Partnerships help the survival of agriculture and endangered species in the Mojave Desert
A date farm supports a family and provides a haven for wildlife
China Ranch owner Brian Brown (Left) describes to Service Biologist Christiana Manville how the 2021 wildfire travelled through the riparian riparian
Definition of riparian habitat or riparian areas.

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forest adjacent to his date farm. Manville implements the Partners for Fish and Wildlife Program for the Southern Nevada Fish and Wildlife Office. Credit Dan Balduini/USFWS

By Dan Balduini

Nestled in a slot canyon at the southern doorstep of Death Valley lies the China Ranch Date Farm. Those willing to journey to this oasis near the town of Tecopa, California, will be rewarded with incredible views, rows of date palm trees, an abundance of migratory birds, and a deeper respect for and understanding of conservation.

Inyo County native Brian Brown, the owner and operator of the ranch, knows how difficult it is to scratch out a living in the heart of the Mojave Desert. “There is a long history here of people not being able to support themselves through agriculture and ranching, with failed vegetable, alfalfa, and ranching operations,” Brown said. “Back in 1979, I thought hard about how I could make a living off the land.” His wife Bonnie made more money from several old rows of date trees than he did growing alfalfa. So they decided to give date farming a try.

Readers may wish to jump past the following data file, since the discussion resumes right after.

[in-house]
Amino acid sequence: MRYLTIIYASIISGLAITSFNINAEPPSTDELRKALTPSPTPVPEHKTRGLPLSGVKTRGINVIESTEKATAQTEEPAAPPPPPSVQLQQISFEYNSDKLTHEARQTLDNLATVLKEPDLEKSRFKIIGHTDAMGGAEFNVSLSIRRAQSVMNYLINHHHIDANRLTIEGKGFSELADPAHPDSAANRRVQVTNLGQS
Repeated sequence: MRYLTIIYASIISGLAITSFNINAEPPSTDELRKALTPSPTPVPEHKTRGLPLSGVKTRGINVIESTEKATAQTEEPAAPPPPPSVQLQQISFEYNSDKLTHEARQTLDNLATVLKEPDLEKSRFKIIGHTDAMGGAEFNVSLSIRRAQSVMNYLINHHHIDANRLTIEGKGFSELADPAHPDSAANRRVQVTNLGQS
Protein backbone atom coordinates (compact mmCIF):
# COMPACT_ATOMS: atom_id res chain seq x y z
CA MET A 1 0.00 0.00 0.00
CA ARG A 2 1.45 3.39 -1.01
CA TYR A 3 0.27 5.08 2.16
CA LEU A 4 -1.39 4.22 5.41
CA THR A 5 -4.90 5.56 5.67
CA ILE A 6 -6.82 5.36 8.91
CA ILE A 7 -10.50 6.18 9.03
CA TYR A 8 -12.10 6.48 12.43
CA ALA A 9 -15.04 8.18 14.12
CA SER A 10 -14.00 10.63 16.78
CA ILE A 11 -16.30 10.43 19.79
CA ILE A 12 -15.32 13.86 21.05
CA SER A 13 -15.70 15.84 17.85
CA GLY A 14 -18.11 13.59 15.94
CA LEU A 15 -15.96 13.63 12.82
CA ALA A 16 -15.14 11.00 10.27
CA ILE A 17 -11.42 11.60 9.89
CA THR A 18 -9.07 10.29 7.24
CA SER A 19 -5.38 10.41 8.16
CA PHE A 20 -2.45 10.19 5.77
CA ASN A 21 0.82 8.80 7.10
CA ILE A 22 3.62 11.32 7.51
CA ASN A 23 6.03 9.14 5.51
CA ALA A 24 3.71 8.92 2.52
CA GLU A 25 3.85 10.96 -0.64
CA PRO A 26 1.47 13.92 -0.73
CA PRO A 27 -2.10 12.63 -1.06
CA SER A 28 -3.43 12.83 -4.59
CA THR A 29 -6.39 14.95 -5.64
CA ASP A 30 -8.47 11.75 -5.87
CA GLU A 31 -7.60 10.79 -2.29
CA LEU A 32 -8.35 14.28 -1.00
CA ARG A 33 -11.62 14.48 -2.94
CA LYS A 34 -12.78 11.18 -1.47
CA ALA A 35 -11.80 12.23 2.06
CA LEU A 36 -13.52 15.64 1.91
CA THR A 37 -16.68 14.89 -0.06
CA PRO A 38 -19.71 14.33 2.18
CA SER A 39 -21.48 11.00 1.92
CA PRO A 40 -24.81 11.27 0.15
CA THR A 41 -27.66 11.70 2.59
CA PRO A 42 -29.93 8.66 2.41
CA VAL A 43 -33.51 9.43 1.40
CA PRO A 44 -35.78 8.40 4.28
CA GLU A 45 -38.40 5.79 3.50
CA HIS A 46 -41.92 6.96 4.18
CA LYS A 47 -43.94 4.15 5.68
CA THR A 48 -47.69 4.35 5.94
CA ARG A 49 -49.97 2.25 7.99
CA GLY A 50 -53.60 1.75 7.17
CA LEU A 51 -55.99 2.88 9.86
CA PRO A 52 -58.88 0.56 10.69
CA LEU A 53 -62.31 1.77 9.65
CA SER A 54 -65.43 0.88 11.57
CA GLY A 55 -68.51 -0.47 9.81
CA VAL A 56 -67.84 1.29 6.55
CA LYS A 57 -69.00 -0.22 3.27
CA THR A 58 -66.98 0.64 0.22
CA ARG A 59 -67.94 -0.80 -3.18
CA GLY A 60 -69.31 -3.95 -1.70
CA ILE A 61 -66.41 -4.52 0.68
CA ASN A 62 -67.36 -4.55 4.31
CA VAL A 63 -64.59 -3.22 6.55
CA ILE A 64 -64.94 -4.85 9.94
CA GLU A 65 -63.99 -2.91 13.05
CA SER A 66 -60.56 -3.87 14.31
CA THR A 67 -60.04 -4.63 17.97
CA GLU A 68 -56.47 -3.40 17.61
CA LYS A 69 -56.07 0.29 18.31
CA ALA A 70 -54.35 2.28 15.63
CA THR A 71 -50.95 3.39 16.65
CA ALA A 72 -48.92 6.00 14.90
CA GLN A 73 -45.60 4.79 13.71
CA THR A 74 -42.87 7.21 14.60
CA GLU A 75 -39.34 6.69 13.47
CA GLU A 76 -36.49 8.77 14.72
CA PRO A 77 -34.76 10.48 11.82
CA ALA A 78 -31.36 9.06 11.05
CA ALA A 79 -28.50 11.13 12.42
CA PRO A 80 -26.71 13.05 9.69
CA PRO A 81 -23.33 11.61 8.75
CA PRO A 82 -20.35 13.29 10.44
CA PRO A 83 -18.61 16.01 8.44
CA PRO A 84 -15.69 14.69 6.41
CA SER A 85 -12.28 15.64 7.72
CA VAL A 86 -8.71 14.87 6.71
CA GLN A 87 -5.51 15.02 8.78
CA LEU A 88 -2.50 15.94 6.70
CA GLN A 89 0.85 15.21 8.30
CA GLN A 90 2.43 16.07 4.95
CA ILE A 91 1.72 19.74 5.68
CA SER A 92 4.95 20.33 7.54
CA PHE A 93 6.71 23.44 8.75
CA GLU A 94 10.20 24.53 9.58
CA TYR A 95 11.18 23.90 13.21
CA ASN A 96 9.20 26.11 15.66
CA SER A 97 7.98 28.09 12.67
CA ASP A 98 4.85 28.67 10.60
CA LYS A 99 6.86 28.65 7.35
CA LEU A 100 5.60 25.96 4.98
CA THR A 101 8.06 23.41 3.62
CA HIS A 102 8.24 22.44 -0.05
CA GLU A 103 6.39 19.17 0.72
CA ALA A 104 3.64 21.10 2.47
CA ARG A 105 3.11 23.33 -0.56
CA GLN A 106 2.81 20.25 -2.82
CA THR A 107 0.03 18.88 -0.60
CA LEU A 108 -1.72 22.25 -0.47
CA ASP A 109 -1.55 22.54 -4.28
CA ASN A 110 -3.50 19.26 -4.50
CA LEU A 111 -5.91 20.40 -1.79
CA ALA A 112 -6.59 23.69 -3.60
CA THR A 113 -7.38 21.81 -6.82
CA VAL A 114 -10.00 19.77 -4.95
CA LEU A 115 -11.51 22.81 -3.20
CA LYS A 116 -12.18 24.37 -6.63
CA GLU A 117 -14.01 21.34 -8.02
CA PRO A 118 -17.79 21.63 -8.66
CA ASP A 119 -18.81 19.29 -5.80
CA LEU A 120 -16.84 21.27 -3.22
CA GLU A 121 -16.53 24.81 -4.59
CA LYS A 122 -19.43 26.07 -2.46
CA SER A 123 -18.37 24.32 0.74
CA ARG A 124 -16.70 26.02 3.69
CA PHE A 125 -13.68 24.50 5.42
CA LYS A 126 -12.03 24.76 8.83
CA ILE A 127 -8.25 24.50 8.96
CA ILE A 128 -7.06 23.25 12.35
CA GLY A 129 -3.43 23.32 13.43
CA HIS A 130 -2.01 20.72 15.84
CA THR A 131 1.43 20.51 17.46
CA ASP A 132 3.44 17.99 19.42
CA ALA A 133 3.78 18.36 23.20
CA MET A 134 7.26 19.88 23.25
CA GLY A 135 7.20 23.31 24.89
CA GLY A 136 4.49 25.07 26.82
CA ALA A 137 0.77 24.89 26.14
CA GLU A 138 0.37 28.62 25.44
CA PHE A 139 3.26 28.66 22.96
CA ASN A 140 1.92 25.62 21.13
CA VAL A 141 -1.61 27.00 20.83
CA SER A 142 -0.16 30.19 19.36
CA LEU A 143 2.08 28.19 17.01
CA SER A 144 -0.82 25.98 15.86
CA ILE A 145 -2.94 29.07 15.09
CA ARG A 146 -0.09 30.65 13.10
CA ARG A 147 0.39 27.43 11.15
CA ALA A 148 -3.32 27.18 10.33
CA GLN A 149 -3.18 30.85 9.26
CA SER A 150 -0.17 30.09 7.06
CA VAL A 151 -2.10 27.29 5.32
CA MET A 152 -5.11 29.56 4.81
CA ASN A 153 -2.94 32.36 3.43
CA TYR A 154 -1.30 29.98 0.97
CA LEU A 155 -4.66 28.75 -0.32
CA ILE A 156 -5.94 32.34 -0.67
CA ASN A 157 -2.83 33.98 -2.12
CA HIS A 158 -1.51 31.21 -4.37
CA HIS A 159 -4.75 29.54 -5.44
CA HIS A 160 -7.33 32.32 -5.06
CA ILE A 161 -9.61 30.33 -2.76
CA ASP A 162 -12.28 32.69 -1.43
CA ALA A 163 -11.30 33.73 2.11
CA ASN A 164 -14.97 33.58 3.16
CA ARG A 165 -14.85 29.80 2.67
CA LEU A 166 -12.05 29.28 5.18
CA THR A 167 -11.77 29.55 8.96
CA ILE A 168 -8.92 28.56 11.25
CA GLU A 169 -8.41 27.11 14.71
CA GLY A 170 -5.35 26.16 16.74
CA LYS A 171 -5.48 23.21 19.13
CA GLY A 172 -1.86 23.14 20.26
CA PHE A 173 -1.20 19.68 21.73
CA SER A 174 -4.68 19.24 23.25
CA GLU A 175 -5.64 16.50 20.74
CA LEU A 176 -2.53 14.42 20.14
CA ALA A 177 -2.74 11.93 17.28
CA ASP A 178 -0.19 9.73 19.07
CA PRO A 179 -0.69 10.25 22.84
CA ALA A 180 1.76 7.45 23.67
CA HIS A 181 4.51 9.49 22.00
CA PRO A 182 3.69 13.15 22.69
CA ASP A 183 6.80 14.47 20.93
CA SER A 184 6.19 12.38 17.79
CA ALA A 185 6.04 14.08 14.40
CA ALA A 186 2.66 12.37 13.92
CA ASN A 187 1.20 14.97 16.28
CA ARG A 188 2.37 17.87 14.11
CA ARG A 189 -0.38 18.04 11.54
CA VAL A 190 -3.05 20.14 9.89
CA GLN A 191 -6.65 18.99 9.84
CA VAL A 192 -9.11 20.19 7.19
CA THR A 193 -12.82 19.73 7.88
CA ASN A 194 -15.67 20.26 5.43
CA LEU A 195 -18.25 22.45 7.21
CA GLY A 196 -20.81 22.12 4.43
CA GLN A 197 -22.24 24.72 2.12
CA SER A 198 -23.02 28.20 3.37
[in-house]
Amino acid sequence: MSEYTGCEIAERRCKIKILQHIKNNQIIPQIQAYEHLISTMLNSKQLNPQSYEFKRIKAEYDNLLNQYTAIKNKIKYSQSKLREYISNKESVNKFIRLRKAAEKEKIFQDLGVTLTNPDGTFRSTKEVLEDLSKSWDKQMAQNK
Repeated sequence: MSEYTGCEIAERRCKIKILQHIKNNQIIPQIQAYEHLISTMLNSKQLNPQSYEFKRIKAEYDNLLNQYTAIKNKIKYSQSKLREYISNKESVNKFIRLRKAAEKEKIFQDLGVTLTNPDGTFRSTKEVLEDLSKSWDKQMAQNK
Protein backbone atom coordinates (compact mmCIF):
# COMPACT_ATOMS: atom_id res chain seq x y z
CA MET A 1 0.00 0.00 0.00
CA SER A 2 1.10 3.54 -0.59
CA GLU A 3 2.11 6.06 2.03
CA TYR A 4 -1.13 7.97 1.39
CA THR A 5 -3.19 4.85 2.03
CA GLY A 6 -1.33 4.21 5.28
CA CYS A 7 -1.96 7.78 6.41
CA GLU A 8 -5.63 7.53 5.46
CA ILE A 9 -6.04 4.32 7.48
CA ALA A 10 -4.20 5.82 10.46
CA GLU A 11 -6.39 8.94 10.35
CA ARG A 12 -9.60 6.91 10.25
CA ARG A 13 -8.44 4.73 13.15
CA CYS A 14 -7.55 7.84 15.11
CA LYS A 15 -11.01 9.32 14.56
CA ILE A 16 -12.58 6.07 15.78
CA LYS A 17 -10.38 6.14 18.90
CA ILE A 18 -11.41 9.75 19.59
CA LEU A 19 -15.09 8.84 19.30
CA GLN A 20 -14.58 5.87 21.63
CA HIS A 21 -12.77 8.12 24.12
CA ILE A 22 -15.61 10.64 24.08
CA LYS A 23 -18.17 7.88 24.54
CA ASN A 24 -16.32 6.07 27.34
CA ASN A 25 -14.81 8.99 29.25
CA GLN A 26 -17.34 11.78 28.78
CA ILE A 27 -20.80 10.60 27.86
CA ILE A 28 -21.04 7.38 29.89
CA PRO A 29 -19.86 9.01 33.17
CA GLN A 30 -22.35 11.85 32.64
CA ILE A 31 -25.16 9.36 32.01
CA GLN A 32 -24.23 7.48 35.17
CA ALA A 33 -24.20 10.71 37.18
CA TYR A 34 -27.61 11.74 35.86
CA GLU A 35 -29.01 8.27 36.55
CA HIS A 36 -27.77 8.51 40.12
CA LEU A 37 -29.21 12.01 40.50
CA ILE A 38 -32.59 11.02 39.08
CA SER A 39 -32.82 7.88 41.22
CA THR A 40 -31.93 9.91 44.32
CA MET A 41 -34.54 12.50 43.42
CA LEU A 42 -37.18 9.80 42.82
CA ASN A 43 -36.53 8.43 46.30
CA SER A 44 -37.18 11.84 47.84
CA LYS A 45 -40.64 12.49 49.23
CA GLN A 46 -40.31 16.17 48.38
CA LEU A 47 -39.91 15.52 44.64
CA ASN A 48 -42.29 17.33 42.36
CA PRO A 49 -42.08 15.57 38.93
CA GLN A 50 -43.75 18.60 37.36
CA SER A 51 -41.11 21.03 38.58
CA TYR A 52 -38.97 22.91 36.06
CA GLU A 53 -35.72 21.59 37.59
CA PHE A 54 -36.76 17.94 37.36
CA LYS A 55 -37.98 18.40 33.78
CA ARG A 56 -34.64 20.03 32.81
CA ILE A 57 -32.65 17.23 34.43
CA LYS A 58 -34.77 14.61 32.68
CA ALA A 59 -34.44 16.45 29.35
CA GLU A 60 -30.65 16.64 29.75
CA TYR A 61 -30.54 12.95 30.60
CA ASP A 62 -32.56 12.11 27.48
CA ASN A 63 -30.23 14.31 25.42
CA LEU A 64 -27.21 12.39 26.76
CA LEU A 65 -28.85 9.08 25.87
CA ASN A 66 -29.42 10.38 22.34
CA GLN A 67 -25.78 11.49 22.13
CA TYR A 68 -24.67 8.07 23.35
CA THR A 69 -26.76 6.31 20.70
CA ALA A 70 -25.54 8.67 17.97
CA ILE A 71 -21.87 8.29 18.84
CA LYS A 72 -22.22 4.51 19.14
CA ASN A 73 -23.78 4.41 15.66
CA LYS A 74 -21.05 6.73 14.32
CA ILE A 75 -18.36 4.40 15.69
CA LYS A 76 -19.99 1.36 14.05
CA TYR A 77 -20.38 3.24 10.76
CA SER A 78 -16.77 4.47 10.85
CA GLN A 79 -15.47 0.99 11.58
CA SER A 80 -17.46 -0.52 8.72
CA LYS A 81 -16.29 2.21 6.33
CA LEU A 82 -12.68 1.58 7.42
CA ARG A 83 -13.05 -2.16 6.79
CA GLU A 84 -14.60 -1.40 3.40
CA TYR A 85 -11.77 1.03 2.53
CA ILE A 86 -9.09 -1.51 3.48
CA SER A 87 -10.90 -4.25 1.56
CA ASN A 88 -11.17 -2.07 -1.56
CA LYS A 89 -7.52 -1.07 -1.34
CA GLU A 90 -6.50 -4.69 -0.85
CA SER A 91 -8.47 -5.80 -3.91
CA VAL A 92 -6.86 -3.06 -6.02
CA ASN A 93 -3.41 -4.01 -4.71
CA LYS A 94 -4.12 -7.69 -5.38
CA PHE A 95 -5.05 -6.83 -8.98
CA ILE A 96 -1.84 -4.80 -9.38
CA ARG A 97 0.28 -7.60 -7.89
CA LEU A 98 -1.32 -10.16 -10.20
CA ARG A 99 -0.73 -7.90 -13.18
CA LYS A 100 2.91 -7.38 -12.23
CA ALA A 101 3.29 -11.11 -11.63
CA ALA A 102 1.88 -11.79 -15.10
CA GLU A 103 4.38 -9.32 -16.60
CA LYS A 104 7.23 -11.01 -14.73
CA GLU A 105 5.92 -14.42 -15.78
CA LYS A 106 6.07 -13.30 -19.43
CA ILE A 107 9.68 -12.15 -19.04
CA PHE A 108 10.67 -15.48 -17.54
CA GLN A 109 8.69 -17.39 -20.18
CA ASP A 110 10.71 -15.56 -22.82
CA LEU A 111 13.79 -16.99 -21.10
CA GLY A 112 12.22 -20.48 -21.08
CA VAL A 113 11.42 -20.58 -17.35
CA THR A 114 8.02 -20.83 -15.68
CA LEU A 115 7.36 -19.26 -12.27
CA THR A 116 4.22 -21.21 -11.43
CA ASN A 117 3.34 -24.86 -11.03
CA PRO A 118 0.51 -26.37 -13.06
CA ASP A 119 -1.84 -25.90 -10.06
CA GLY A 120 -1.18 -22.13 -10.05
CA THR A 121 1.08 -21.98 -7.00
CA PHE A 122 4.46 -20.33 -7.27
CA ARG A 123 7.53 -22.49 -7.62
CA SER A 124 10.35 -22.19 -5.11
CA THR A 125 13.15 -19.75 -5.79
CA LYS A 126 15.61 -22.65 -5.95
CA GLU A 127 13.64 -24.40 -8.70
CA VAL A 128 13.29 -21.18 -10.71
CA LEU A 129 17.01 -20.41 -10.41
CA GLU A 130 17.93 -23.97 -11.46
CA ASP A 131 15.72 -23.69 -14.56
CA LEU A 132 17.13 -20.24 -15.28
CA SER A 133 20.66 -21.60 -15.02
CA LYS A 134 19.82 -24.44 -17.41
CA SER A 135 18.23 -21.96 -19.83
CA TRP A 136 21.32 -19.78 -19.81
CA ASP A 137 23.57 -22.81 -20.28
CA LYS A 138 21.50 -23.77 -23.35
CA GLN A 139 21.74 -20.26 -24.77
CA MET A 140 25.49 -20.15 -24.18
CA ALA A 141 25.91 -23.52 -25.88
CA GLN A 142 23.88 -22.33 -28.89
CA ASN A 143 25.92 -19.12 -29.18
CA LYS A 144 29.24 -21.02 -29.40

They learned about date horticulture from workers at the Furnace Creek Ranch, now a part of Death Valley National Park. In 1989, they planted more date trees; focusing on dates that do not do well in commercial agricultural settings. The ranch now produces 15 varieties of dates.

Some success led Brown to open the ranch to the public along with a gift shop and bakery. By 1996, he was able to stop teaching at a local school and become a full-time farmer. Today people travel from as far as New York to buy dates, fronds or date propagules. His date shakes are well known in southern Nevada and California.

China Ranch is so named because it was owned by a Chinese farmer in the 1890s who sold fruit and vegetables to workers mining for borax and gypsum in the area. That era was depicted in the old radio and television series “Death Valley Days,” which was sponsored by companies that included 20 Mule Team Borax.

The ranch was purchased in 1969 by Brown’s father and his aunt. Brown inherited half of the ranch from his father and bought out his cousin for the other half with assistance from The Nature Conservancy and a private donor, who purchased it as a conservation easement conservation easement